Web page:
Since 1921 the American Society of Mechanical Engineers (ASME) have issued the A17.1 Safety Code for Elevators and Escalators; the definitive safety code for elevators in the USA and Canada (since being harmonized with CSA B44 in 2000).

A17.1 is typically updated every two to three years to ensure the latest safety requirements are captured; 2009 saw a major change to SECTION 2.27 EMERGENCY OPERATION AND SIGNALING DEVICES, with the introduction of a clause requiring verification of the means of communication used to connect the elevator emergency telephone to the outside world. This is typically referred to as ‘line monitoring’. The 2009 Addendum should be used to replace the pages in the 2007 edition of A17.1

Always check with your local Authority Having Jurisdiction (AHJ) for current Code enforcement and specific interpretations in your state and local area.

The line monitoring requirement was introduced following reports of trapped passengers being unable to call for help due to “communication failures”. When these incidents were investigated it was found that the most commonly cited causes of failure were disconnected phone lines and changes to dialing plans (e.g. “Dial 1 for an outside line…”, etc.) and not a failure of the equipment itself.

Regular manual testing of the elevator emergency telephone is widely acknowledged as the best method to establish if the system is in working order. However, it’s not practical to have a building employee regularly and manually test each emergency telephone in most buildings. Therefore A17.1 requires an automatic test of the means of communication at least daily.

The reason ‘means of communication’ is used as opposed to ‘telephone line’ is that the code acknowledges that other means such as cellular gateways and Voice of Internet Protocol (VoIP) systems can be used to connect emergency telephones.

The automatic test must verify if the communication means is operable and, in the event of a failure occurring, trigger an alert in the building; the alert has both an audible and visual component.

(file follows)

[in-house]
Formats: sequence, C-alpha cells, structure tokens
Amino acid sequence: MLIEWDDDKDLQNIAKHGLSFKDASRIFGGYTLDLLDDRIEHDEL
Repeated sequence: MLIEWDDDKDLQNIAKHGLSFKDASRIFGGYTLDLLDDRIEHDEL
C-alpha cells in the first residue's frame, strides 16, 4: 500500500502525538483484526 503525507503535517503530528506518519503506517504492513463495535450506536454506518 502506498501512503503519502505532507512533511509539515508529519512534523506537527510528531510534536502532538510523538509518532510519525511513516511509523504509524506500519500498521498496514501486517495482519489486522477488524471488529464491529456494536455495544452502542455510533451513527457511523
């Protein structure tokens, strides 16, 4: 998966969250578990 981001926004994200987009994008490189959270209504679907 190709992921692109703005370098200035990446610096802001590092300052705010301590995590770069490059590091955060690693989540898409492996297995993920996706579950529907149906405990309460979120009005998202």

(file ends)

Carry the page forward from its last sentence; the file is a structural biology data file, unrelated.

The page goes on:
Testing is done in a variety of ways. When connecting to analog telephone lines, detecting a loss of line voltage is often used to indicate a failure. Cellular gateways can be designed to generate line voltages and/or analog dial tones and, in the event of cell signal falling below the point at which a call can be place, to cut these signals. VoIP systems can also be setup to provide a communication failure signal in the event of a network failure.

The visual component (often a red LED) of the alert will illuminate intermittently until the communication means is restored. The audible component sounds every 30 seconds until the communication means is restored or it is silenced by authorized personnel. To ensure only authorized personnel can silence the alert a key is typically required to operate the silence function.  If the means of communication is not restored by the time the next automatic test is performed the audible alert is reactivated.

Code requires that the visual and audible alert be installed in the vicinity of the fire recall switch and visible to elevator users. A label reading “ELEVATOR COMMUCNAITON FAILURE” in 0.25in (5mm) tall letters is also required. The minimum requirement is for one visual and audible alert per group of elevators controlled by the fire recall switch.

Janus Elevator provides a wide range of A17.1, ADA and A117.1 code compliant elevator emergency telephones and accessories including Line Monitoring Units.

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